for National Geographic News
National Geographic's new television special In Search of the Jaguar airs in the U.S. Wednesday, 8 p.m., on PBS.
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"Yaguara," the South American Indian word for jaguar, literally means the animal that kills in a single bound.
The elusive, spotted-coat cats secretly stalk their prey until just the right moment. Then they pounce with a graceful thud: In one leap the cats must snap their prey's spine or else go hungry.
"Jaguars, unlike all other large cats, aren't very fast, they can't chase down prey over long distances," said Alan Rabinowitz, director of science and exploration at the Wildlife Conservation Society in New York.
Rabinowitz is among the world's foremost jaguar experts. He says that neither he, nor anyone else, knows very much about the cats. Their elusive nature keeps them out of the scope of even the most persistent biologists.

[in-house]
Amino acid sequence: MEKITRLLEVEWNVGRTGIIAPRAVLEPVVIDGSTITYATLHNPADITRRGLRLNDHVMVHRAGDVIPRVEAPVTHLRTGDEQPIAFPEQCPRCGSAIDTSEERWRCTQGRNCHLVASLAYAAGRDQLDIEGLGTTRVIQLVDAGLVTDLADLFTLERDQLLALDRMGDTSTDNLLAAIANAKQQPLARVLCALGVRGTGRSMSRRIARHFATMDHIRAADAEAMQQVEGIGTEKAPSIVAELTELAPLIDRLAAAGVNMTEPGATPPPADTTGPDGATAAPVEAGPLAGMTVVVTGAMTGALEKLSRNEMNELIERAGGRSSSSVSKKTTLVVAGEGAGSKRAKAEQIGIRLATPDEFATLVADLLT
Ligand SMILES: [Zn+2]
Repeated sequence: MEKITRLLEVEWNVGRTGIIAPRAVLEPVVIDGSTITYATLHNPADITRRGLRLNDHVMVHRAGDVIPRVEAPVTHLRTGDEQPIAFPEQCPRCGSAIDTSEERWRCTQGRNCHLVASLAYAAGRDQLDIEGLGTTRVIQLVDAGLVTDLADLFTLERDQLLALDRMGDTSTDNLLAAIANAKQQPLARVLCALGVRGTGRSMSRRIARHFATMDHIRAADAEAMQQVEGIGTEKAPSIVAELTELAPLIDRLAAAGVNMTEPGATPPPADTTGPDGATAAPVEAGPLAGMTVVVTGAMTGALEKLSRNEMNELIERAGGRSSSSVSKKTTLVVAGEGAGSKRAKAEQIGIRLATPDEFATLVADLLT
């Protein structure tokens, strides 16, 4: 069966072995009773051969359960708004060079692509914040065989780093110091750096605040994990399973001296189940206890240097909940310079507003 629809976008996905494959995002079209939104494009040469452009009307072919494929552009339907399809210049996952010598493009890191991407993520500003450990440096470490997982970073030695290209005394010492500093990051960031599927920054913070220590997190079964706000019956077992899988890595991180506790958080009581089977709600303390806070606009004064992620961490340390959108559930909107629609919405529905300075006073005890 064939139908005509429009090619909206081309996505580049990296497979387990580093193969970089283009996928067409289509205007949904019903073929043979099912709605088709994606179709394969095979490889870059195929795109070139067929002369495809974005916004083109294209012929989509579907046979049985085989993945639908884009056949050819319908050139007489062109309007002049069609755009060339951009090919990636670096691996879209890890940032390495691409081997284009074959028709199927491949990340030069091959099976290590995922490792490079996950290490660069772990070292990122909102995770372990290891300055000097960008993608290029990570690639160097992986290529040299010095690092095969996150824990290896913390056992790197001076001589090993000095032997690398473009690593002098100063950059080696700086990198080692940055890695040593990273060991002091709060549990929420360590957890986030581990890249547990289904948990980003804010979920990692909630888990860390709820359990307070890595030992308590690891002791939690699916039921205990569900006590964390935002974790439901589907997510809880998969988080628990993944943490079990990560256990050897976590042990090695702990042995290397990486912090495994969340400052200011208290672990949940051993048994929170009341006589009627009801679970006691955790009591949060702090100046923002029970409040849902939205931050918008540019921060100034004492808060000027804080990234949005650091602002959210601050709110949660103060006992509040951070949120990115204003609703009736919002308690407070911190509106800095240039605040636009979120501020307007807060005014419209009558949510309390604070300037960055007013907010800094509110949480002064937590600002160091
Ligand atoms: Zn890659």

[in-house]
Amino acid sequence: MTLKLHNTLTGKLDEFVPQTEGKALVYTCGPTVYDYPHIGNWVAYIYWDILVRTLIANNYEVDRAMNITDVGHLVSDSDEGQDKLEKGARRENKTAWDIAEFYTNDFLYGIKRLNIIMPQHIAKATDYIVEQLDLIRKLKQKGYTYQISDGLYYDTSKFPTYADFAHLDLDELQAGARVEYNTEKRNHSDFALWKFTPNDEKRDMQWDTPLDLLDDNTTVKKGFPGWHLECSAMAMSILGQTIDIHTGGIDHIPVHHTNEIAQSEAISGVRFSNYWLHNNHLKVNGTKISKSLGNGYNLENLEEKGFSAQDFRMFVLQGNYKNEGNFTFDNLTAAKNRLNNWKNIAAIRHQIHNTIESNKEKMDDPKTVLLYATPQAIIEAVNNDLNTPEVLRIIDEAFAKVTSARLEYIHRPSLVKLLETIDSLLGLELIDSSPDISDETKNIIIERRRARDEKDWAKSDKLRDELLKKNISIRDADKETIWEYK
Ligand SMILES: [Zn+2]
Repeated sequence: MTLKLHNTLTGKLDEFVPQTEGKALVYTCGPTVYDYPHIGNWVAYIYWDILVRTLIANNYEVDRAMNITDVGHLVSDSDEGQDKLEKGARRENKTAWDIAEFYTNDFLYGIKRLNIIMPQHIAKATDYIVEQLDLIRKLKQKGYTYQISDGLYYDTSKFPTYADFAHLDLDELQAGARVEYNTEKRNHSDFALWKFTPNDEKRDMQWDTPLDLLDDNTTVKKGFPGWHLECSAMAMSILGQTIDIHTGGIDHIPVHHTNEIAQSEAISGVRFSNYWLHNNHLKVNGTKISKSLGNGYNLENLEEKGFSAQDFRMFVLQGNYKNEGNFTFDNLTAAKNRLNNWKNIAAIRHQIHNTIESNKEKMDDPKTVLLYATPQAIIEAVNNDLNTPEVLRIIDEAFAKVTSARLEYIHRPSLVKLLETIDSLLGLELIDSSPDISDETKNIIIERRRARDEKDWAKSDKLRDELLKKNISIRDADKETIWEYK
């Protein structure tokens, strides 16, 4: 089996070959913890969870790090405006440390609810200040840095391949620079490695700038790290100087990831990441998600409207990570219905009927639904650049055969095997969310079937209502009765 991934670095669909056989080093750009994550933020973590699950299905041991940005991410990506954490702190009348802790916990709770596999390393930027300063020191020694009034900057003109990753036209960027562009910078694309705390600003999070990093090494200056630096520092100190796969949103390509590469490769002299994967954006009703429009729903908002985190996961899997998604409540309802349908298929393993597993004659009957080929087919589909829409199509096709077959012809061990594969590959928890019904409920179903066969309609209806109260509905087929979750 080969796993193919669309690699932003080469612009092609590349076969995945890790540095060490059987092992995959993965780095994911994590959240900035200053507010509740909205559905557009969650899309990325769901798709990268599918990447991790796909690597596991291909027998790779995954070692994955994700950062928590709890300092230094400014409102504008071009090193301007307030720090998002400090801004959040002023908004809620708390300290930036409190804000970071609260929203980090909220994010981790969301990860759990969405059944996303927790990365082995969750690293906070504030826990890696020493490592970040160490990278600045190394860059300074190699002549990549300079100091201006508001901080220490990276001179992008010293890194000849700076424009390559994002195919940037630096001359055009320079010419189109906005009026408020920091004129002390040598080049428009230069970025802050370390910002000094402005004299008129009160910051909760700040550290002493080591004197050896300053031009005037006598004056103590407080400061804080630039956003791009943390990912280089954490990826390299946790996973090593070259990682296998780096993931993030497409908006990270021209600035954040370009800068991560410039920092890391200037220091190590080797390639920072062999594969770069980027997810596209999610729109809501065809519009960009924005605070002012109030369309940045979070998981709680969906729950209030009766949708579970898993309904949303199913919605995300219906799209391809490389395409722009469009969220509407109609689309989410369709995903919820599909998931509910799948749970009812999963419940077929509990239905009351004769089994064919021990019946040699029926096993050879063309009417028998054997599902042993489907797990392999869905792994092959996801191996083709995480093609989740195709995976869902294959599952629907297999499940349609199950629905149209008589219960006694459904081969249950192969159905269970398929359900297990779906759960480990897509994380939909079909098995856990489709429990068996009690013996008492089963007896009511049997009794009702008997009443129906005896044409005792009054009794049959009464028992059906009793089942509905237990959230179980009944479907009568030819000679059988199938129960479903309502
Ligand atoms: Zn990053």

Where do the cats go after they kill their prey? Do they share the spoils? How and when do they mate? Do they teach their young to hunt? How big is their home territory? Do they protect it fiercely?
"It's sad how little we know about jaguars," said Rabinowitz. "Amongst all the big cats, we know the least about them."
What is known is that the usual suspects of habitat loss and human depredation of the cats and their prey have truncated the felines' historic range and threaten to send them down the road to extinction.
With the support of the makers of Jaguar cars, Rabinowitz and his colleagues at the Wildlife Conservation Society are working with researchers throughout Latin America to better understand the basic biology of jaguars so that they can ensure the species' long-term survival.
"If we are to conserve them, we need to have a better understanding of the ecology of the animals to design conservation areas accordingly," said Andrew Taber, director of the society's Latin America program in Rio de Janeiro, Brazil.
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